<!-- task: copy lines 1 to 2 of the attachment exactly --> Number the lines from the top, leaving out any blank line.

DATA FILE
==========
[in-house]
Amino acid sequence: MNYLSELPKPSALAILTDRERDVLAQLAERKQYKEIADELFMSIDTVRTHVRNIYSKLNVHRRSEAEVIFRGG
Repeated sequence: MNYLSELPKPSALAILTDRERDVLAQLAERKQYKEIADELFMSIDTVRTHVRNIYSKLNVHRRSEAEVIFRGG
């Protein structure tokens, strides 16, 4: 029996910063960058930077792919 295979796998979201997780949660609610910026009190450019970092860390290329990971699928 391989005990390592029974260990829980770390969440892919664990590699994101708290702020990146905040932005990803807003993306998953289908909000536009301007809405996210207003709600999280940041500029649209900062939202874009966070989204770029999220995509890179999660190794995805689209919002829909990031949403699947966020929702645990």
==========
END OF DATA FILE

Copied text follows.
[in-house]
Amino acid sequence: MNYLSELPKPSALAILTDRERDVLAQLAERKQYKEIADELFMSIDTVRTHVRNIYSKLNVHRRSEAEVIFRGG